St Kinga (1234-1292), the Hungarian-born wife of Poland’s Bolesław the Bashful, is credited with bringing the nativity scene to Poland. Known for her great piety, Kinga (also known as Kunegunda) greatly admired the Italian, St Francis of Assisi, who had set up the first Christmas crib in a church in 1223. The story of Jesus’ birth was portrayed by life-size statues or re-enacted by people (usually monks, seminarians or others associated with the church) for the benefit of largely illiterate medieval congregations. In time, these portrayals became increasingly elaborate. Eventually, nativity puppet stages emerged, and in the 18th century the mechanized crèche first made its appearance.
As more and more secular, even humorous elements began creeping in, the once pious congregations began acting more and more like audiences watching jugglers and other entertainers at open-air markets. They pushed, shoved and crowded round the jasełka (nativity scene), laughed, screamed and shouted. In fact, things got so unruly that in the mid-18th century the ecclesiastical authorities banned such nativity presentations from churches. The custom was taken over of by poor students who entertained townsfolk by donning makeshift ‘biblical’ costumes or staging nativity puppet shows house to house.
As for the actual construction of the crèche, in Poland the nativity scene was usually portrayed in a wooden, often thatched-roof stable, or something that vaguely resembled a church or the housing of a wayside shrine. This was unlike the grotto-type shelter used to depict Christ’s birthplace in Italy and other southern lands. The Christmas cribs ranged from the primitive-rustic model typical of the countryside to more refined styles encountered in towns. But absolutely nothing can compare with the breath-takingly beautiful szopka krakowska (Kraków Christmas crib).
What is known today as the szopka krakowska is an urban art-form of relatively recent vintage. It all started round the mid-19th century, when Vistula rafstmen and workmen needed a source of income during the off-season. Some began whittling nativity figurines and fashioning ‘stables’ in which to display them, but they seemed to drew their inspirations from the towers and steeples of Old Royal Kraków. What evolved was a several-story structure far more reminiscent of an Old World Cathedral or story-book castle than the humble stable of Bethlehem.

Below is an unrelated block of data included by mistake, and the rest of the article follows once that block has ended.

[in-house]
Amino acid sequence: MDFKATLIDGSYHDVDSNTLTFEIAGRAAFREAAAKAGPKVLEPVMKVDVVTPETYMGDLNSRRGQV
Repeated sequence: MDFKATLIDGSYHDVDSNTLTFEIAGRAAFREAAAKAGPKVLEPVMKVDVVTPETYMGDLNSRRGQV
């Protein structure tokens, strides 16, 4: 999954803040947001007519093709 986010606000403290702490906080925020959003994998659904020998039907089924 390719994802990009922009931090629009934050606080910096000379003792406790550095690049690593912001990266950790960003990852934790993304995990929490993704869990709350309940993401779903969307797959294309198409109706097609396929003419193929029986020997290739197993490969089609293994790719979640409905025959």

The crèche-making contest held each year in early December in Kraków’s Rynek Główny (Main Marketplace) goes back only to the 1930s, making it a relatively recent custom as Polish traditions go. Contestants display their entries round the base of the Adam Mickiewicz Monument, and they can be admired all year round in the ethnographic museum housed in nearby Sukiennice (Draper’s Hall).
Dec 16, 09, 22:23 - Thread attached on merging:
Christmas traditions in Poland
Since I moved to Poland more then one year ago, I have been hearing a lot about Polish Christmas traditions. Could anyone tell me all the traditions you have related to christmas eve and christmas day, because I heard there are quite a few.
It would be nice if we could stick to the topic, since I heard of so many nice things like a priest coming to the house, singing, breaking bread and sharing it and others, I would really like to know more about them and where they originate from.
i was told by many friends that at christmas supper that they always set a free space at the table for a guest that has nowhere to go.
that is true and it goes way back to the times when people would stop by. I know that it is not practical anymore since people like yourself spend the X-mas alone, therefore this custom becomes redundant.
At my house we have never had a guest as far as I remember.
1. X-mas Eve is the most important day/evening
2. after the X-mas Eve supper it a tradition to go the midnight mass- Pasterka
3. there should be 13 different dishes
4. my parents used to put some hey under the table cloth
5. X-mas Eve supper has to be vegetarian(no meat)
6. singing Carrols
There are more and I am sure that other poster will contribute and perhaps know about the origin of those customs since I don't:). Also, every household is a bit different.